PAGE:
Happy Republic day folks!!! We are not taking the day off today. So let's get straight to the point, shall we? :P
In today’s Finshots, we look at decommissioned oil tankers and the pernicious effect it has on those who "recycle" them.
There are two parts to this story. The first part begins with price wars.
Last year, oil-producing nations went on the offensive. Not in the literal sense, but they did engage in a price war. Saudi Arabia wanted Russia to toe the line and cut oil production in a bid to keep prices elevated. Russia on the other hand, had plans of its own. So they refused to comply. And when both parties failed to reach a compromise, they decided to flood the world with cheap oil. The hope was that tumbling prices would force one of these superpowers back to the negotiating tumble, but since nobody was willing to blink, oil output skyrocketed.
But here’s the problem. Once you pump oil out of the earth’s crust, it has to go somewhere. Most of it is exported to countries that don’t have a lot of oil reserves. And since countries like Saudi Arabia were exporting in record numbers, shipping companies had a field day. They were always out at sea, moving crude oil from point A to point B and making a lot of money in the process as well. But then, things changed.
In a bid to halt the capitulation of prices, the then US President Donald Trump intervened and brokered a deal. Soon enough, major oil producers collectively agreed to cut output by about 10 million barrels a day. Russia and Saudi Arabia agreed to cut 2.5 million barrels a day (each). Other countries were supposed to do their bit. All in all, the plan was to keep cutting output till prices stabilized.
And that’s when the demand for shipping vessels started taking a beating. First, there wasn’t enough oil to move around. Then, the coronavirus induced lockdown did more damage. Countries simply didn’t have to import a lot of oil because they didn’t need it. Industries weren't buzzing with activity. People weren't moving around and oil tankers weren't exactly the need of the hour. On average, these crude carriers were losing about $7,000 a day in the month of August. So what do you do if you were one of these companies?
Well, you start cutting your losses. As an article from Bloomberg notes —
The current earnings malaise will force ships that are more than 15 years old to consider heading for the break-up yards of Asia. Every five years a vessel has to undergo a special survey that costs millions of dollars, money that’s hard to find when vessels are making a loss.
So technically some companies will be forced to send old ships to the scrapyards. Which brings us to the next part of the story — Where do ships go to die?
Well, some of them actually go to Alang (in Bhavnagar, Gujarat), where a shipbreaking yard is responsible for dismantling hundreds of ships each year. In fact, according to an article in the Indian Express, Alang is already witnessing a surge, after several cruise liners were forced to shut shop following the pandemic. And with many oil tankers going the same way, the shipbreaking yard is likely to see a lot of activity.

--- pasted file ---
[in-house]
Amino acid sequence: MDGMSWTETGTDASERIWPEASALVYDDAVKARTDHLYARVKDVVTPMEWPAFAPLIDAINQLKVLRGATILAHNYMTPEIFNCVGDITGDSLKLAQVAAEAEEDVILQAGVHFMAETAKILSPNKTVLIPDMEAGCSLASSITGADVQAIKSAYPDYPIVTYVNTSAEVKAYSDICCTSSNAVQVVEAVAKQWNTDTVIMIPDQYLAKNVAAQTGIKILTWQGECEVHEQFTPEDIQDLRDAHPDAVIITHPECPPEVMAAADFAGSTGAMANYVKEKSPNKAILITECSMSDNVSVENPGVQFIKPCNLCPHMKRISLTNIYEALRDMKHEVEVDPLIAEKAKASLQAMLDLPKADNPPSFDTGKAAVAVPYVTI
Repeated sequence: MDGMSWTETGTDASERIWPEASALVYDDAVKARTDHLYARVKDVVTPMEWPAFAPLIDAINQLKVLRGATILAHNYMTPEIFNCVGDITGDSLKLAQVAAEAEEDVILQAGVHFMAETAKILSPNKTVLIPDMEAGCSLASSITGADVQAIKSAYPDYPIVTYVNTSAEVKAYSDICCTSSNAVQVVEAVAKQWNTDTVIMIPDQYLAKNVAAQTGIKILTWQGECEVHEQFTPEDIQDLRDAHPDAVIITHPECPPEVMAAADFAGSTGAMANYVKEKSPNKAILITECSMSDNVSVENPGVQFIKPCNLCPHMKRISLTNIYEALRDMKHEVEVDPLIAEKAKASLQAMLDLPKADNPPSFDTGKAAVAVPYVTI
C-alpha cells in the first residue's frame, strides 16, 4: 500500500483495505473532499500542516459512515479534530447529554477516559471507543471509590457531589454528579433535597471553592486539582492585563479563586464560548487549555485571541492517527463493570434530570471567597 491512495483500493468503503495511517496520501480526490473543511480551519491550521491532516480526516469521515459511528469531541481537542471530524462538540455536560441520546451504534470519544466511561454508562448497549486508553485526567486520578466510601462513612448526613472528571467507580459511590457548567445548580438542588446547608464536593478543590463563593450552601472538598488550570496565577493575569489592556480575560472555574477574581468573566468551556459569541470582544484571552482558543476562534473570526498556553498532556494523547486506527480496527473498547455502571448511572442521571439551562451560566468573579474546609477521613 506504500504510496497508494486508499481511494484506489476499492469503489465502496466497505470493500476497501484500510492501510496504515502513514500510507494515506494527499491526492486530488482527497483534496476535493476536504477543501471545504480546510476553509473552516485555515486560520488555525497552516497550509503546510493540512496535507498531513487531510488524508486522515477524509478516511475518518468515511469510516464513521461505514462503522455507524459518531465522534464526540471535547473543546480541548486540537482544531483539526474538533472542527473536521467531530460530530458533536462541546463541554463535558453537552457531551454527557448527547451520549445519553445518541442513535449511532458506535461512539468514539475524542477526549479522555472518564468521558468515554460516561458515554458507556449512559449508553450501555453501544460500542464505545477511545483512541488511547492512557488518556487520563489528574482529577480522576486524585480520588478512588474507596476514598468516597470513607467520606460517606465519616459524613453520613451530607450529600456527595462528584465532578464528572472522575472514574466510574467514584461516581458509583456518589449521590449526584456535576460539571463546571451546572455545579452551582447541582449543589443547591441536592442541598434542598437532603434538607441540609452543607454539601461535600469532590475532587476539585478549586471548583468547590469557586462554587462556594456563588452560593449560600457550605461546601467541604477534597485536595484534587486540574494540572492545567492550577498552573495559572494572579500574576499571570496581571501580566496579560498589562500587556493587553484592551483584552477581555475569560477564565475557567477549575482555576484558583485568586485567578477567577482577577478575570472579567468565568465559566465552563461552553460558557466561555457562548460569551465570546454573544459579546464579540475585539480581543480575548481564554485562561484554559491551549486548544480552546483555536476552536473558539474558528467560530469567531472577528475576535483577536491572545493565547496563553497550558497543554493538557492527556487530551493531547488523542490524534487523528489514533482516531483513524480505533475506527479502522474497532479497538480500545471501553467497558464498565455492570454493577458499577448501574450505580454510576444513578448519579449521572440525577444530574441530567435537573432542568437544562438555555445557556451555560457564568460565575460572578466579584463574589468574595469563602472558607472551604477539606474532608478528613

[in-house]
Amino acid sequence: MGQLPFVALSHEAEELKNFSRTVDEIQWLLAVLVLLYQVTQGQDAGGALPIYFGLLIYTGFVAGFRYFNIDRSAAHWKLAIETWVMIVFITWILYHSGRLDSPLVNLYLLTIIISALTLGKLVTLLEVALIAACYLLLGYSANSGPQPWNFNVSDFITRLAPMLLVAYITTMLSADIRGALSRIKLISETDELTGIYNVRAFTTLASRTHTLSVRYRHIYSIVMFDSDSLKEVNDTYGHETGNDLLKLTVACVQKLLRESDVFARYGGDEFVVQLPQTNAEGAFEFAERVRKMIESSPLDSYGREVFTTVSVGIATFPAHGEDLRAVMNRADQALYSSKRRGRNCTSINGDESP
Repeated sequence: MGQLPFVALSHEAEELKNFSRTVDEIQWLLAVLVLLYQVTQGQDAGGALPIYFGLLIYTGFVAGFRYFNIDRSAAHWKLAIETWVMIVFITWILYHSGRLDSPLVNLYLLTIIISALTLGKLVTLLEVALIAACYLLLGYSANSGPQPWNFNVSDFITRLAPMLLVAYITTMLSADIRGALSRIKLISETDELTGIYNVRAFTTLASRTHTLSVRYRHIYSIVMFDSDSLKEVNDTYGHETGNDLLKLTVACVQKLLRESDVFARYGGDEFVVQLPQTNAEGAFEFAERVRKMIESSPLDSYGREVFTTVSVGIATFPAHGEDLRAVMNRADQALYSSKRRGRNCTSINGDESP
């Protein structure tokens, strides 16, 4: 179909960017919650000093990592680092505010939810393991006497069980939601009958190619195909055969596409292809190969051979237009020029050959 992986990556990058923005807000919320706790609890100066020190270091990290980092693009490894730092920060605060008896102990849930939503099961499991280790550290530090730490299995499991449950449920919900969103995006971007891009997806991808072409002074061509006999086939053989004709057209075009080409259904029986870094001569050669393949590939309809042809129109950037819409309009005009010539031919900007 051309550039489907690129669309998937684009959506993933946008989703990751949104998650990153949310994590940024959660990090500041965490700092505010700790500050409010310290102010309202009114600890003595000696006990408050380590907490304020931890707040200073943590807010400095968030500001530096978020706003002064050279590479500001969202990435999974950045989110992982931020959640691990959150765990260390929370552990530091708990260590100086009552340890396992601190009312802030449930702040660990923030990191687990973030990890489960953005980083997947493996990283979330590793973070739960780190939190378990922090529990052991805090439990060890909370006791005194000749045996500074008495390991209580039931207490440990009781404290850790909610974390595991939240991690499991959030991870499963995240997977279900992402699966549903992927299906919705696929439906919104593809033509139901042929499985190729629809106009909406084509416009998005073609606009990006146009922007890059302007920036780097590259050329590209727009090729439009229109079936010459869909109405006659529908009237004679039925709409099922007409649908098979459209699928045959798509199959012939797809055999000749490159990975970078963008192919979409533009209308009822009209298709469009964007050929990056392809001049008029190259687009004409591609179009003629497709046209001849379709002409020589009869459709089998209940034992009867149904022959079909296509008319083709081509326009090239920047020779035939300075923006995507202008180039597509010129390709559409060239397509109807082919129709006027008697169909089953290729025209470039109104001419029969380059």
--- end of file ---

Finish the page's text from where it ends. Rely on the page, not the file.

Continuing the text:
However, bear in mind, wealthy European nations send their old junk to countries like India because it’s too expensive to deal with these ships elsewhere. In other words, Indian companies are willing to pay top dollar for these vessels, because they can salvage what’s valuable at ridiculously low prices, all thanks to cheap labour.
As one investigative report states —
Decommissioned deep-sea vessels are floating toxic waste. Their disposal is laborious and costly, and regarded as a menace by those who want to protect both the workers and the environment. The more unscrupulous companies have their ships scrapped on South Asian beaches, where they poison the waters and endanger the wreckers (workers).
And while cheap labour allows India to attract a lot of business, it also means these shipyards aren't the best places to work. The conditions are terrible. They have almost no safety standards. Workers have to deal with hazardous material (asbestos and toxic paints) with little protection. And needless to say, many people die in the process. Some are crushed by falling parts. Even others are killed in fires. But perhaps the most egregious bit is that even the state government has been slow to act.
After all, the shipbreaking yards bring in a lot of tax revenue. And if you enforce higher safety standards, companies will have to spend more. That makes them less competitive and maybe the rich countries will send their ships elsewhere. Perhaps Bangladesh. So the government has no incentives to look after the workers. The companies won’t do it unless they are forced to comply with better standards. And countries that keep sending toxic ships our way want to maximize profits.
So if you are wondering why this isn't necessarily a positive development, this story should set the record straight.
Until next time...